With passwordless authentication, gone are the days of poorly kept password secrets and other forms of unmemorable authentication. Who can honestly say they like passwords? 1 in 5 people have reported from a Microsoft Twitter poll that they would rather “reply all” to a mass email – and risk embarrassing themselves in front of hundreds of colleagues— than have to reset a password.
Instead of passwords, passwordless uses something only the user possesses – or is in physical possession of – like a one-time password, a registered mobile device, or a hardware token. Additionally, passwordless can employ things that are an intrinsic factor, like FaceID or a fingerprint scanner. In today’s hyper-connected world, the financial industry can benefit from passwordless authentication in five major ways.
Security on another level
Passwords are notoriously a weak-point in security systems. With attacks on financial institutions such as password spraying, phishing, credential stuffing and more, is it any wonder the future of passwords needs to see its time of day? Passwordless authentication famously bypasses these problems and is nearly immune to old attacks (unlike legacy password and 2FA). And if there is a breach of security, the risk will be mitigated to a much higher level than with traditional passwords (which are without question more and more frequent and more and more pervasive with each passing year).
With an authenticator (phone sign-in) for instance, passwordless security will be at their highest levels and, as a result, financial security will be at their highest levels as well. Similarly, with a hardware token passwordless security will be at the highest while simultaneously being at the easiest of usability. Which brings us to the next benefit…
The amount of time spent entering (and remembering, and recovering) passwords is monumental in nature. Since there is no need to worry about password recovery with passwordless authentication it ultimately helps the bottom line in terms of productively gained and not lost. With say, fingerprint or retinal scans — gaining access to your email or work computer is only, well, a fingerprint or retinal scan away.
The stronger the password, the more difficult it is to remember. But the easier the password is to remember, the less likely it is to be secure.
This classic paradox is what makes passwordless king.
Less IT Headaches
According to one report, up to 40% of an organization’s help desk time is wasted on password tickets.
This massive time sink can be avoided with a passwordless authenticator. Sure, it could be considered a SPF (single point of failure), but they’re designed to be fool-proof so that having to think really hard about your first pet or the street you grew up on will merely be an afterthought when accessing accounts.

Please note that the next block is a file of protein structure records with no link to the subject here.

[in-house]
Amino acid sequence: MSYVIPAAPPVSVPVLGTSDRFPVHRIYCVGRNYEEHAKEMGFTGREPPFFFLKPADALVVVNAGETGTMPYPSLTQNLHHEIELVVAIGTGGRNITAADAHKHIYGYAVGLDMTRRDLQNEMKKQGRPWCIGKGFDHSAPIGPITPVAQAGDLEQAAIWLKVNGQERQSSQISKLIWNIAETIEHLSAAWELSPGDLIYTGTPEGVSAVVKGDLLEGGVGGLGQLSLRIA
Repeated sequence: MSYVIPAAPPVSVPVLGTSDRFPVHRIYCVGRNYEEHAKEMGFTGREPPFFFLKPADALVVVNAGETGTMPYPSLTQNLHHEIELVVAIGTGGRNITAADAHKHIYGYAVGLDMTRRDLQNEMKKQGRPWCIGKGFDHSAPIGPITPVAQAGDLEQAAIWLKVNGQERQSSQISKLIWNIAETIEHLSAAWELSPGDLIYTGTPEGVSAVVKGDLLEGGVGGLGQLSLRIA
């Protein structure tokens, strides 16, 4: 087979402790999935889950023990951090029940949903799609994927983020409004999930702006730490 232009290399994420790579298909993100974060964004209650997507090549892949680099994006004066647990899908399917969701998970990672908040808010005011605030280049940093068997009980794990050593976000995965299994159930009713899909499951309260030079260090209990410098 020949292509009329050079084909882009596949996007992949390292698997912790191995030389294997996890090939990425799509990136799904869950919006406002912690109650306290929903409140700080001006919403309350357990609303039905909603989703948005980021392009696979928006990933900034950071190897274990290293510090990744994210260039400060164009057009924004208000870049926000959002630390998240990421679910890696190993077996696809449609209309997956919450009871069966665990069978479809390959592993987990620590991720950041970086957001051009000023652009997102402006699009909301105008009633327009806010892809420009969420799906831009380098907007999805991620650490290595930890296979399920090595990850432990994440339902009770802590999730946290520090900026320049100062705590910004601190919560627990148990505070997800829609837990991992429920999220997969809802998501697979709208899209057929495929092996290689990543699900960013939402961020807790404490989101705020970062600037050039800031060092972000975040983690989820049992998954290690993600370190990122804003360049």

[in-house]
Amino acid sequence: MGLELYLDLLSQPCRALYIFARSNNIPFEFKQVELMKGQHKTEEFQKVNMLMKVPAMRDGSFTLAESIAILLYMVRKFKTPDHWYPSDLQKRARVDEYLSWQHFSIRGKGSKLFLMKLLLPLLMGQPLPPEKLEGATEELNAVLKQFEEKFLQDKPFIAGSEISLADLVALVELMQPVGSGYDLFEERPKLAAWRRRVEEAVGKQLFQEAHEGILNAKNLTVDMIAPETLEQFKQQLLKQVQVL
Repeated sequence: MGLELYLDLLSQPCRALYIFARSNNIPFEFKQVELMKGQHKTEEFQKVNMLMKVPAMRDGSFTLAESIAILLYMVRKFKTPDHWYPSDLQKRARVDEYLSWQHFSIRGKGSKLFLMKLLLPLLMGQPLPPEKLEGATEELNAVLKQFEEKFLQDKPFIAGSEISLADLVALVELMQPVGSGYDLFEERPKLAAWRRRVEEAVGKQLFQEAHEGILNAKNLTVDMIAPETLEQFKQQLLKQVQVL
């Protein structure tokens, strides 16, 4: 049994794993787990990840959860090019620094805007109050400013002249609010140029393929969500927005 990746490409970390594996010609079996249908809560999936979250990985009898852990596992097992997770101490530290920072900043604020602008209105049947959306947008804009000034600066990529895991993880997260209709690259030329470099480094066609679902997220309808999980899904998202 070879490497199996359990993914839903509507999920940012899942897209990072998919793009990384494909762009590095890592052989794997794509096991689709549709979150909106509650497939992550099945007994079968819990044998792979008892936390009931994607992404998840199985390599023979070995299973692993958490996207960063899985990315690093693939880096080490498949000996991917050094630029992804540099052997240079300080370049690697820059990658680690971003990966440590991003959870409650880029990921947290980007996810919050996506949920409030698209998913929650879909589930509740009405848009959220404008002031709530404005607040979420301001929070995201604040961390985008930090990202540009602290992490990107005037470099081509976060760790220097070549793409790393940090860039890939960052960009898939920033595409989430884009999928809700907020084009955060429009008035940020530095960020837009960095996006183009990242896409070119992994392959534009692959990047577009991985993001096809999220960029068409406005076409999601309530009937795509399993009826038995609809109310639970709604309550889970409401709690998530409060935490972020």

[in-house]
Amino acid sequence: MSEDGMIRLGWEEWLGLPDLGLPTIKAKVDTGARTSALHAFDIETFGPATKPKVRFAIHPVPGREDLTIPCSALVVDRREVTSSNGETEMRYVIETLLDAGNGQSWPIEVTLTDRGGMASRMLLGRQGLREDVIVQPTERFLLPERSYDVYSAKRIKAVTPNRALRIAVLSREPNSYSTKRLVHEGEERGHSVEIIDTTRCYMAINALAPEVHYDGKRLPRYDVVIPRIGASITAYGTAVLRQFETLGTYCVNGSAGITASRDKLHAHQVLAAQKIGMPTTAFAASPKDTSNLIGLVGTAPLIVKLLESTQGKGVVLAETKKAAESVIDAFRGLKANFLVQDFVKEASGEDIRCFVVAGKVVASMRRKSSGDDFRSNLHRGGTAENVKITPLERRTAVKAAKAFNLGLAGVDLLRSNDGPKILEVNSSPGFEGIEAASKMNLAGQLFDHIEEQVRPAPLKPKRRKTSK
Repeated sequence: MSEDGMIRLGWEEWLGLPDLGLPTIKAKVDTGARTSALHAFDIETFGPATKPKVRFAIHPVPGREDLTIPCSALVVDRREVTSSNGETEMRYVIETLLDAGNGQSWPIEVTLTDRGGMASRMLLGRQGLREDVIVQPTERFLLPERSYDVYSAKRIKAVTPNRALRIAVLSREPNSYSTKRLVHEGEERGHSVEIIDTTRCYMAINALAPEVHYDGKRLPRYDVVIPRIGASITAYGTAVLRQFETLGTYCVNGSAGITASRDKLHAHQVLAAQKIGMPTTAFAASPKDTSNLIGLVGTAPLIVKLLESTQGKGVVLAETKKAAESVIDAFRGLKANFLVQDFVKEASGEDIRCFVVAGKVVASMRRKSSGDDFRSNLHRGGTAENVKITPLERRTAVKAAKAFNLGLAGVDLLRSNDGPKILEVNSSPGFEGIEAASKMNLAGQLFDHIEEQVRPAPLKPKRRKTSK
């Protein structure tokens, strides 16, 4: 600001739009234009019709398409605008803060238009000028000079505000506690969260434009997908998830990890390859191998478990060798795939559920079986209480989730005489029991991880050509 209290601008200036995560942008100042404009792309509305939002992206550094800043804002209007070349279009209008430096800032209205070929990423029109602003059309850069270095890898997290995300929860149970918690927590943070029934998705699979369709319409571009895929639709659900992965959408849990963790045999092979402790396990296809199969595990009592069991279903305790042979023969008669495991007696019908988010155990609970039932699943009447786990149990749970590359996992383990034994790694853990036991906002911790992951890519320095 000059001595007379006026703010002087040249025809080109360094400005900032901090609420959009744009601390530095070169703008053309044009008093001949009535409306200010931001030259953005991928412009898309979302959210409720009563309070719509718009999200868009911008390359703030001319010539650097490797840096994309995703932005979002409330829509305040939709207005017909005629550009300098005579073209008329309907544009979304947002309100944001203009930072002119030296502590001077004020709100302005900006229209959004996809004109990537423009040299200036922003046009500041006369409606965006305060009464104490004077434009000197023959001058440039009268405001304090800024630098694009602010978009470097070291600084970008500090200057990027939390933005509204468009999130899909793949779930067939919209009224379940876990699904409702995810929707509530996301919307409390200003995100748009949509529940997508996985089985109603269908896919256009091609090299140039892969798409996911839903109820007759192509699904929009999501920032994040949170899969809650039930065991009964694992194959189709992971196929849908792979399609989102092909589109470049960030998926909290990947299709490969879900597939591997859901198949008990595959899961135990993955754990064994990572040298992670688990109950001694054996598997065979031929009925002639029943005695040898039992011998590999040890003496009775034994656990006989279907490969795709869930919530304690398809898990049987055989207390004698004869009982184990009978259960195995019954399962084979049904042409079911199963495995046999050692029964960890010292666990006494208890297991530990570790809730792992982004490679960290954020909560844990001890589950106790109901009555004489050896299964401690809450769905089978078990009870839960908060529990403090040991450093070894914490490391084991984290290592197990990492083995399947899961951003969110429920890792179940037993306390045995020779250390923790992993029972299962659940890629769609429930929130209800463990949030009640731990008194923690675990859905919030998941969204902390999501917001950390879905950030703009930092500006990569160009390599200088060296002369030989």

Financial institutions can scale their passwordless authentication to bigger and bigger heights by allowing each user to have dominion over more and more previously password-protected material. This subsequently allows for productivity to improve per employee as well as greater access more broadly. And ultimately the customer or financial institutions actually physically own the product and security they’re in question of. Owning security means more freedom, and ultimately a bigger bottom line.
Fewer breaches means more revenue, less headache to worry about, and more time spent by each employee being productive. And with $34 million stolen from Crypto.com users in a single hack (and with new breaches and hacks occurring all the time), passwordless authentication is going to become an eventuality rather than merely a rosy picture of the future.
According to Gartner, 90% of midsize corporations will be moving to passwordless authentication in the future. IBM’s Cost of Data Breach has also found that your average enterprise loses $4.25 million due to data breaches. Not to mention malicious insiders, social engineers, and compromised credentials.
Own your security with passwordless
Navigating the cybersecurity world to a passwordless future is difficult without proper guidance. 90% of smaller banks (<500 employees) have reported experiencing a breach caused by authentication weaknesses. Fortunately, banks and financial institutions can avoid becoming another negative statistic by switching over to passwordless authentication. With passwordless authentication that is either possessive or intrinsic we can take financial institutions to higher profitability heights by ensuring that their security is intact — and owned.
It may not be easy for companies to fully transfer and relocate all of their resources from password-based legacy to passwordless authentication future but the infrastructure is there to help make the transition as smooth as possible. Agile companies are popping up designed to solve this crisis and still other larger companies like Microsoft are already moving over to the passwordless future.